“That’s what we want, but we’re under no illusions that, just as it is in any other line of business, you can only achieve that through hard work.”
Having come into the building to work with two keepers who were already well into the swing of a League Two campaign, he commented: “I think they’re so much better than what I expected. I came in with the mindset where I felt I needed to judge them early, even though I’d done my homework on them. Having seen their clips I knew what I was getting into, but I honestly can’t speak highly enough of them.
“The way they deal with me is fantastic and the other real positive is that they just get on with their work every single day. They can’t wait to get out to train and I can’t wait to get out there with them. If you have that going for you, it can only create an environment where we all want to be better and do even more.
“We know Louis is absolutely desperate to be out there and I have sympathy for him because of that, but I don’t feel bad for him. As much as Adam is playing well and in good form, and I still think there’s more we can get from him, by the way, Louis is doing exactly the same. If you could play two keepers I think we’d be the happiest team in the world, because they’re as good as each other.
“The way Louis goes about his business on a daily basis has to be a benchmark for everybody else. His attitude is fantastic. He just gets on with what he has to do and the way he trains and does his work pushes other people to be better, simply because he’s doing everything right.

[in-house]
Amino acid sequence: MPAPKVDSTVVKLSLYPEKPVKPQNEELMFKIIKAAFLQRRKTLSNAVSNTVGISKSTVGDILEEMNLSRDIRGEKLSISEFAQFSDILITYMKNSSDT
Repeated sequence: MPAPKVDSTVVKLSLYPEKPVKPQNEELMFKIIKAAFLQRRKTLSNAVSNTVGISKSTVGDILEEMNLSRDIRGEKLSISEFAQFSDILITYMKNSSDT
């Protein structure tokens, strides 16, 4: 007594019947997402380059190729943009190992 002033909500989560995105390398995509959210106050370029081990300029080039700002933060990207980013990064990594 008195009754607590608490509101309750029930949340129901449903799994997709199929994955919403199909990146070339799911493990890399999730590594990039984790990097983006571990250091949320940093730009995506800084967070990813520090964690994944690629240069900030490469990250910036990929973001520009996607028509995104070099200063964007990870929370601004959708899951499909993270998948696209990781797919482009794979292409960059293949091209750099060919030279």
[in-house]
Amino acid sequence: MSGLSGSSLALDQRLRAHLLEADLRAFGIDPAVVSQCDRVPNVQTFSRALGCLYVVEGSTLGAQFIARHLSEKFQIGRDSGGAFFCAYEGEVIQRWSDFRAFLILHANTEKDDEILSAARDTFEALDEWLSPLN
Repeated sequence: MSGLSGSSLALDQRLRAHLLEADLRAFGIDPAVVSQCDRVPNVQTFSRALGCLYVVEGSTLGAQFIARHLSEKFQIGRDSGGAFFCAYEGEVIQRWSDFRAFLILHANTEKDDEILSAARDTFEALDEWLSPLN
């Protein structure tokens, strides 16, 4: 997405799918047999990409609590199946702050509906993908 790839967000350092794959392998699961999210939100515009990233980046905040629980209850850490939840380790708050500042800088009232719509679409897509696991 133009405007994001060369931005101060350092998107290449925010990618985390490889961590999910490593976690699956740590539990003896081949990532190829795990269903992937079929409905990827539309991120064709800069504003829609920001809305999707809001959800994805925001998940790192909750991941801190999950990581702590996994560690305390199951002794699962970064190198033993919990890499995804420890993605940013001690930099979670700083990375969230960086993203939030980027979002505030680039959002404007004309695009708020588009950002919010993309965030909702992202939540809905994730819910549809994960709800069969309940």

“His work ethic and attitude are brilliant and if anyone else has a gripe about not being in the team you just turn to them and say – look at Louis Gray, you tell me what he’s done wrong to not get a game, and the only answer they can give is nothing.
“He makes some unbelievable saves to the point where the coaching staff walk off the training pitch talking about how good he was. The only reason he’s not getting a game is because Adam is doing exactly the same as what he’s is doing. They’re both battling each other at the same time as helping each other, and that’s setting an example to the rest of the team.”
“They’re the only guys in the squad who only have one spot to fight for, but they go about it in such a positive way that it lifts everybody,” he continued. “I’m a sport nut, and the New England Patriots are the most successful NFL team in the history of the competition, and their coach has a thing which is called ‘the more you can do’ - but he doesn’t quantify it to say you need to do more of this or more of that. It’s left up to you as a person to decide what ‘the more’ is that you can do.
“Both of our keepers are doing that without even being asked or told. They’re putting everything into being the best they can be, and it’s a pleasure to watch.
“That, of course, then feeds out to the rest of the players because they know these lads are doing everything they can to get a game at the same time as helping them to be better at their jobs. It really is a fantastic environment to work in.”